When it comes to navigating through the COVID-19 induced recession, being a brick-and-mortar retailer can be a tough gig. The long and short of the matter is that if a business is not deemed to be essential to the economy then it has suffered a powerful blow and future relevance questions have to be considered. There are many retail locations that simply are not going to make it at all, or they are going to operate at levels of profitability that look insignificant compared to the past.
One such retailer which appears to be on the cusp of essential versus non-essential is The Children’s Place, Inc. (NASDAQ: PLCE). Based on the company’s losses in the second quarter, the non-essential argument for this children’s apparel retailer seems to be winning over the essential case.
Children’s Place also owns the Gymboree apparel brand, which it acquired out of bankruptcy. Another aspect of this company is that it had already announced plans back in June to close about one-third of its stores.
After taking a look at the earnings report, despite there not being many stores left that just target kids, the stock market’s verdict appears to be that Children’s Place just does not have essential role in a pandemic-driven economy. And we now know why Zacks had named it the “Bear of the Day” just a week earlier.
The company reported a net loss of $46.6 million in the second quarter. This comes to -$3.19 in earnings per share. Net income a year earlier was $1.5 million, which was income of $0.10 per share. The company’s adjusted loss that analysts will use for a comparison came in at -$1.48 per share, also wider than the -$1.14 EPS consensus.
Where things do not look quite as bad is on the total sales figures. Children’s Place generated $368.9 million in revenues in its second quarter. The consensus expectations were roughly $372 million, but the same quarter of 2019 saw revenues at$420.5 million.
Like most retailers, Children’s Place is growing its online sales with growth of 118%. And as of August 1, the retailer had reopened about 770 stores to have 94% of its fleet back in operations. That said, the company had already permanently closed 102 locations with another 200 or so stores set to close in 2020 and another 100 set to close in 2021.
Where things look bad ahead is the slow start in the back-to-school shopping season. All of the remote learning and mixed learning venues is having a negative impact on Children’s Place sales. The company even referred to that as “significantly impacted” and that it now anticipates a “meaningful negative impact” on its third quarter results. While that is not formal guidance, it sets the stage for more disappointment ahead while very few companies in general want to commit to formal guidance.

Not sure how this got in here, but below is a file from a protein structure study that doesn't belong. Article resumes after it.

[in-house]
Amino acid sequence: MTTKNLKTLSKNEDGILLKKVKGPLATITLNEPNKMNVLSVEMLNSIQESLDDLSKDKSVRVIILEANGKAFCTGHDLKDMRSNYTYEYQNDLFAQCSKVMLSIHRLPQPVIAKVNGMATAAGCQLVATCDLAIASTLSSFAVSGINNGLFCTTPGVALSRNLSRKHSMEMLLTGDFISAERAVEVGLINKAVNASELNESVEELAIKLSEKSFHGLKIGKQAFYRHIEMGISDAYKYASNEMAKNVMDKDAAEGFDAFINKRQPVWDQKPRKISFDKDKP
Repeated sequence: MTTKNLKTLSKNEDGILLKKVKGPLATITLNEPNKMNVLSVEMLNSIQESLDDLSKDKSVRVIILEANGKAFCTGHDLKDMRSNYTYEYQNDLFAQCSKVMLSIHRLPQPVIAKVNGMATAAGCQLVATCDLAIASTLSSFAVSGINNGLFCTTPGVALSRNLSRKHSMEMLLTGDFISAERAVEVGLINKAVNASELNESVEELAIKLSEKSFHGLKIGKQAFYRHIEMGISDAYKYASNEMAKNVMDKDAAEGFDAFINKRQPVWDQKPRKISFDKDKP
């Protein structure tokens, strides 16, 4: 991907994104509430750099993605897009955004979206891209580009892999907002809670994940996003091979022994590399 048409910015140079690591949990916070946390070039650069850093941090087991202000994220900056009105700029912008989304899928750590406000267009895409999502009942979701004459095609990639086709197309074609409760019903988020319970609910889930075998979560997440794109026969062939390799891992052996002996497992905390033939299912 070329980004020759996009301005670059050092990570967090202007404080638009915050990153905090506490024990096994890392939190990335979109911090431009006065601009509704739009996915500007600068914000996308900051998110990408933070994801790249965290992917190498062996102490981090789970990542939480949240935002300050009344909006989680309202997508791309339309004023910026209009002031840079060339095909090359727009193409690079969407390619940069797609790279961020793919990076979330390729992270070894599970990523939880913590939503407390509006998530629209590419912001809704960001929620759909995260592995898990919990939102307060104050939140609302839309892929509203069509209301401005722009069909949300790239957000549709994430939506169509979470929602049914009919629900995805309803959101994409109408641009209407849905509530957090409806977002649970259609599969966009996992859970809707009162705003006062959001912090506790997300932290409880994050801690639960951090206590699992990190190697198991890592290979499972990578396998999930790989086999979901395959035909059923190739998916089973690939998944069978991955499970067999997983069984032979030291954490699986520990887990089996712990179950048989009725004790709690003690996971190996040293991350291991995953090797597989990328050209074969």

The company’s $50 million investment into a digital transformation for omni-channel capabilities increased new customers to its digital file by approximately 175%. The company also noted that it has converted what were “store-only” customers to omni-channel customers at roughly 3-times the pre-pandemic rate. With an app download increase of roughly 115% the pandemic trends were shown to continue driving sales online and are also said to give it an opportunity to take more share.
As of August 1, 2020, The Children’s Place had about $36.1 million of cash and cash equivalents on hand. It had no long-term debt but listed $250.8 million outstanding on its revolving credit facility. All in, the company used approximately $42.7 million in operating cash flow in the last quarter.
Shares of The Children’s Place were last seen trading down almost 19% at $18.95 on Tuesday afternoon. The 8 million shares that traded hands as of 1:30 p.m. was already more than 8-times normal trading volume, and the 52-week trading range of $9.25 to $95.53 should spell out how dire the situation has been. Refinitiv’s consensus analyst target price had been $38.60, but that figure is going to be coming down about as rapidly as its total store count.
As for the “essential versus non-essential” question, it is important to judge the value of its stores versus the value of the company itself. The last valuation was a $275 million market cap based on this new drop. Lowering the store count by 300 stores over this year and next is going to leave a total footprint of close to 500 stores, and to make that conservative just take the number down to 450 stores on a more conservative level. Even at that lower level this values each storefront at just over $600,000 per store before backing out a single dollar of value for for its ecommerce platform.
If this company can get back to profitability anywhere close to the old $3.50 in earnings share in 2021 (Fiscal Year 2022) after earnings of $5.36 per share in the last year before the pandemic, then there may be some serious value that the market is overlooking. And on the flip side, if the current situation persists then the retail apocalypse will prove that The Children’s Place is a non-essential retailer.
Sadly, this was a $70 stock in February before the coronavirus panic selling took the shares so low in March and April.